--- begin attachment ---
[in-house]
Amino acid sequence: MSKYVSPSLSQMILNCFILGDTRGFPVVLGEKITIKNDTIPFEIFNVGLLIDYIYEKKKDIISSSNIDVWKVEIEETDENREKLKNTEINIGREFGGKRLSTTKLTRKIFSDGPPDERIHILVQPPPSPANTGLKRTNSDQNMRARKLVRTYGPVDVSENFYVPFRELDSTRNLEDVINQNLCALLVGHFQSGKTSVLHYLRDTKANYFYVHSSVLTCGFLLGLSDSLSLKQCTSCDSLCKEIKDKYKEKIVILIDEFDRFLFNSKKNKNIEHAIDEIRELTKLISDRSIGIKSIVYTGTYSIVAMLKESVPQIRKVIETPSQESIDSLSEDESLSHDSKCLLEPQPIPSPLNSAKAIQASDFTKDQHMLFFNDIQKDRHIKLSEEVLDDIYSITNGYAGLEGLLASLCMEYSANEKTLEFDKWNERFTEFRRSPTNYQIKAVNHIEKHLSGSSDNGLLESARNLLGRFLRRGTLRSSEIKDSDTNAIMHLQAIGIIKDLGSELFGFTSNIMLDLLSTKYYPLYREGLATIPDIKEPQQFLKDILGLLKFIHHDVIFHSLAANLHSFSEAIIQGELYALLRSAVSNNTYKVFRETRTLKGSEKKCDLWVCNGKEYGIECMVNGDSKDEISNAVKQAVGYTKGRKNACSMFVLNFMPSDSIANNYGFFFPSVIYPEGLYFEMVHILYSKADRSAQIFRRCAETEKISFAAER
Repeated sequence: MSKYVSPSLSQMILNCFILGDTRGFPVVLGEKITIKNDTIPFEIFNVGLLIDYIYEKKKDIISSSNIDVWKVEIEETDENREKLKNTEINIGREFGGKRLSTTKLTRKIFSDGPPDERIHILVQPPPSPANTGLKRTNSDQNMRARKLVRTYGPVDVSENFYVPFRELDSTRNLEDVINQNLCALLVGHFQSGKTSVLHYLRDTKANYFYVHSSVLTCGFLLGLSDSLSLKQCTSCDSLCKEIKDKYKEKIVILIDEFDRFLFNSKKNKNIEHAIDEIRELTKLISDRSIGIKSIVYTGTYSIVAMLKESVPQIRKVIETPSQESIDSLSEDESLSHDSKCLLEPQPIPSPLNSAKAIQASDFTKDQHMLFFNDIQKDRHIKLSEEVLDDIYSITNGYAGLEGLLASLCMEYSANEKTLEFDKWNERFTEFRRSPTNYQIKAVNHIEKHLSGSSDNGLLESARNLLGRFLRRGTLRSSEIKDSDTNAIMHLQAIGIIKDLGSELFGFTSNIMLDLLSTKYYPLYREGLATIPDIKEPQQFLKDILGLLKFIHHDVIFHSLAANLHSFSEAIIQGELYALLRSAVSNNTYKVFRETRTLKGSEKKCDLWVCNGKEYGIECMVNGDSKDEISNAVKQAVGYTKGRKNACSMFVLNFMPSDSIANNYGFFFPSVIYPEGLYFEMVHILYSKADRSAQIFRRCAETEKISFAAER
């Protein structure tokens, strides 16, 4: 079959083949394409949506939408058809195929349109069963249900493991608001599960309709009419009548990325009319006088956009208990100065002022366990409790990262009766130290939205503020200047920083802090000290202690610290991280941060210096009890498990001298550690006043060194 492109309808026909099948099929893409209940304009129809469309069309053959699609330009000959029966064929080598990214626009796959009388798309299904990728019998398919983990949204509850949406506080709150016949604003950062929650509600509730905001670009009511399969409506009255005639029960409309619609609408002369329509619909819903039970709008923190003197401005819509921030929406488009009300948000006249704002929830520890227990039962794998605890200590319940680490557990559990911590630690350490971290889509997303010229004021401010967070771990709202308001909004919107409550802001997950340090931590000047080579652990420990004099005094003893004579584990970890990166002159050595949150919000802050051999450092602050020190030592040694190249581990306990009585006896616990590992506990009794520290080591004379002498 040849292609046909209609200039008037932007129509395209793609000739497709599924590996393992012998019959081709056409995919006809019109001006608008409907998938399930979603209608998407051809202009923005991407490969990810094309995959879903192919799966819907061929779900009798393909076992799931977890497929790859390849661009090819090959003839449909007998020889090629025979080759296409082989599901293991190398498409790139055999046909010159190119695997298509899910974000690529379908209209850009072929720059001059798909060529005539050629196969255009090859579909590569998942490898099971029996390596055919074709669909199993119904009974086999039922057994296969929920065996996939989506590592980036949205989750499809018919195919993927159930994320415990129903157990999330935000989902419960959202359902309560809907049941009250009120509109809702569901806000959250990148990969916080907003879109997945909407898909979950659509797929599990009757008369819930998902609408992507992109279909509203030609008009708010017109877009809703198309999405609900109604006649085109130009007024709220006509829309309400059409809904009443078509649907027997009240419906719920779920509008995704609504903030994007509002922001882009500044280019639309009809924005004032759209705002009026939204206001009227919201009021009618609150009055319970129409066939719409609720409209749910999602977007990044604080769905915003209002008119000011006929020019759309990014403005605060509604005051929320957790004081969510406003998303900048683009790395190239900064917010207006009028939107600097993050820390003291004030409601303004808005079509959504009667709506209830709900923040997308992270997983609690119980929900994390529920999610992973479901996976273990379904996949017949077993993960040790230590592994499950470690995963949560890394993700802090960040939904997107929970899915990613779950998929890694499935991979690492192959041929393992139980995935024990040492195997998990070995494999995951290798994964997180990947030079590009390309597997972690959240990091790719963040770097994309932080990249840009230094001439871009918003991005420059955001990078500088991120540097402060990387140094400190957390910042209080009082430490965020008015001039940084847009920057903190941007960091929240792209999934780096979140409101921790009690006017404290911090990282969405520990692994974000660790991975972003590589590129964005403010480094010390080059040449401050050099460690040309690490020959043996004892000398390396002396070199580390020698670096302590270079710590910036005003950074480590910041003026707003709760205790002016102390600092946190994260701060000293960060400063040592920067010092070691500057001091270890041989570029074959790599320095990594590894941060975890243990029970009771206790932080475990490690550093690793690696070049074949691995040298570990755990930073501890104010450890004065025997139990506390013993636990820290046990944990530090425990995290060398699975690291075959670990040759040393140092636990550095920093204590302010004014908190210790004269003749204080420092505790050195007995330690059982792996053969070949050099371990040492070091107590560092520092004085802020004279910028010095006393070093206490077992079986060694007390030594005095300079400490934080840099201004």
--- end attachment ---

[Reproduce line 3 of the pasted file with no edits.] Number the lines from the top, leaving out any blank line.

Repeated sequence: MSKYVSPSLSQMILNCFILGDTRGFPVVLGEKITIKNDTIPFEIFNVGLLIDYIYEKKKDIISSSNIDVWKVEIEETDENREKLKNTEINIGREFGGKRLSTTKLTRKIFSDGPPDERIHILVQPPPSPANTGLKRTNSDQNMRARKLVRTYGPVDVSENFYVPFRELDSTRNLEDVINQNLCALLVGHFQSGKTSVLHYLRDTKANYFYVHSSVLTCGFLLGLSDSLSLKQCTSCDSLCKEIKDKYKEKIVILIDEFDRFLFNSKKNKNIEHAIDEIRELTKLISDRSIGIKSIVYTGTYSIVAMLKESVPQIRKVIETPSQESIDSLSEDESLSHDSKCLLEPQPIPSPLNSAKAIQASDFTKDQHMLFFNDIQKDRHIKLSEEVLDDIYSITNGYAGLEGLLASLCMEYSANEKTLEFDKWNERFTEFRRSPTNYQIKAVNHIEKHLSGSSDNGLLESARNLLGRFLRRGTLRSSEIKDSDTNAIMHLQAIGIIKDLGSELFGFTSNIMLDLLSTKYYPLYREGLATIPDIKEPQQFLKDILGLLKFIHHDVIFHSLAANLHSFSEAIIQGELYALLRSAVSNNTYKVFRETRTLKGSEKKCDLWVCNGKEYGIECMVNGDSKDEISNAVKQAVGYTKGRKNACSMFVLNFMPSDSIANNYGFFFPSVIYPEGLYFEMVHILYSKADRSAQIFRRCAETEKISFAAER